The new Carnaby Airfield Memorial, which recognises the role the village played in the World War Two effort, has been officially opened.
The striking new landmark has been put in place next to the main road through the village and has drawn many positive comments from those who have driven past.
Hundreds of people of people lined the streets to watch the memorial be unveiled on Sunday July 7.
The organisation was formed in January 2014 by a group of local residents to raise funds and awareness of the role that Carnaby Airfield played during the war.
Their aim was to raise sufficient funds to create a befitting memorial to all those who worked, served and landed at the airfield during the conflict.
CAM officially obtained charity status in April 2015, and since then,it has raised over £50,000.
Talented artist Stephen Carvill, the man behind Bridlington’s Gansey Girl sculpture and the installation of cardboard soldiers at the Priory, was commissioned to design the memorial.
It depicts an historical scene that happened at Carnaby in April 1945.
The story behind the memorial...
In April 1945, a Halifax III bomber from No 58 Squadron, skippered by Flt Lt Lawson, was damaged after a bombing mission off the Norwegian coastline.
Crew member Sgt Frank Smith fell through a 12-foot hole in the fuselage and was presumed missing.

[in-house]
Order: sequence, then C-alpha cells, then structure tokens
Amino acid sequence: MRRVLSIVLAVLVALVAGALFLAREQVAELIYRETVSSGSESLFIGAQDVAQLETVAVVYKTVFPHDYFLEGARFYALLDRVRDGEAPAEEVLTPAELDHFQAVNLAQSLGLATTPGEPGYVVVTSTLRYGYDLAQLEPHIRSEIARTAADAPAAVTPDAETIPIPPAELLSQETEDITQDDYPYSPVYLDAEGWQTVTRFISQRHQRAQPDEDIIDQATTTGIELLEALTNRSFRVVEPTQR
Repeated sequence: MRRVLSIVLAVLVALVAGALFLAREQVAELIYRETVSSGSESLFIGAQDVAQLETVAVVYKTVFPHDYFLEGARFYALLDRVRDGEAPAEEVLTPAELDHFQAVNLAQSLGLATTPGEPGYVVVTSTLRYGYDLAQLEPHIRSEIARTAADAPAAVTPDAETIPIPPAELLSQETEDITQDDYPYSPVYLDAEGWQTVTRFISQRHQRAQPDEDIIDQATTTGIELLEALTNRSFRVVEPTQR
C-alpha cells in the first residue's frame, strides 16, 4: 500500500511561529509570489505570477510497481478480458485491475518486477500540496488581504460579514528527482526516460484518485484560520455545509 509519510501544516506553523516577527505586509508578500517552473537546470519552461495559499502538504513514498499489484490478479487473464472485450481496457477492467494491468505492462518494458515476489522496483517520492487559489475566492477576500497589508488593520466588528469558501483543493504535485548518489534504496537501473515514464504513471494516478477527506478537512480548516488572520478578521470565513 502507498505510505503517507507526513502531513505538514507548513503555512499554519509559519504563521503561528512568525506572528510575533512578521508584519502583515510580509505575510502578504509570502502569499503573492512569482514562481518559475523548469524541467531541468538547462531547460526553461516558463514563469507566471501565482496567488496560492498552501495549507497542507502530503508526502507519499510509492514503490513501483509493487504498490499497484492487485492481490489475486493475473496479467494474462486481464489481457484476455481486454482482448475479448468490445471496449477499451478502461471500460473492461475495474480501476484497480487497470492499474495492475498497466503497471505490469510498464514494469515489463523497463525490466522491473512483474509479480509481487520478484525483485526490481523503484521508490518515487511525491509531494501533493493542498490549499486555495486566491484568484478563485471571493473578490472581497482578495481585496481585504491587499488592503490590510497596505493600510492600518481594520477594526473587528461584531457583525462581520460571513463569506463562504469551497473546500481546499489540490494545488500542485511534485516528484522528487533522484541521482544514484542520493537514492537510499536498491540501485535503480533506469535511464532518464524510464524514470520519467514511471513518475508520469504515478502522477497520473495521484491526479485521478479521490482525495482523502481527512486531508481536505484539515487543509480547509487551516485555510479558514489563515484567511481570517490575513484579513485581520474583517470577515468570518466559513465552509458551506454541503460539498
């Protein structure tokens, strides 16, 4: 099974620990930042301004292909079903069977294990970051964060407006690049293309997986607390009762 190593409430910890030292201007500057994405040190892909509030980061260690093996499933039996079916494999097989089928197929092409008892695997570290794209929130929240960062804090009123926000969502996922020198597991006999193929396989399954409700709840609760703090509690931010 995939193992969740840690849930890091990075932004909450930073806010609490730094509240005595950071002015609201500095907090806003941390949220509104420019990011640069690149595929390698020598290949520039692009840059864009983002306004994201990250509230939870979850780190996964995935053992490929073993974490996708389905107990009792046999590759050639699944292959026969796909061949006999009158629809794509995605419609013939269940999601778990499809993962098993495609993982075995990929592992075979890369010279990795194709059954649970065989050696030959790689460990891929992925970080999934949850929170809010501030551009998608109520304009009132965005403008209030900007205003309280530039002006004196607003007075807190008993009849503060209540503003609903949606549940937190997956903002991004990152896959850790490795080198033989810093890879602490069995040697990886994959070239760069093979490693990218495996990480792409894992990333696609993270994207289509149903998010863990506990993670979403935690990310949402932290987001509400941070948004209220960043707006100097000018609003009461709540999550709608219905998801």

The bomber headed for RAF Carnaby but due to a fog-bound runway was advised to go elsewhere. With fuel gauges on zero, Flt Lt Lawson had no choice, Carnaby then relented and ordered FIDO to be turned on to aid a safe landing for the battle-damaged bomber.
A secret installation known as FIDO (Fog Investigation and Dispersal Operation) was installed on the airfield. FIDO was a series of pipelines along the runway into which fuel was pumped.
During foggy weather, the fuel was set alight, creating sufficient heat to burn a hole in the fog. This hole created a ‘window in the fog enabling bomber pilots to see the runway and make a safe landing.
The Halifax approached the runway with no flaps and at a speed of 140 knots. Upon disembarking, they discovered their missing crew member, Sgt Smith, suspended beneath the aircraft, saved by the D-ring on his parachute harness.
He had spent over three hours dangling perilously under the aircraft whilst flying back over the cold North Sea.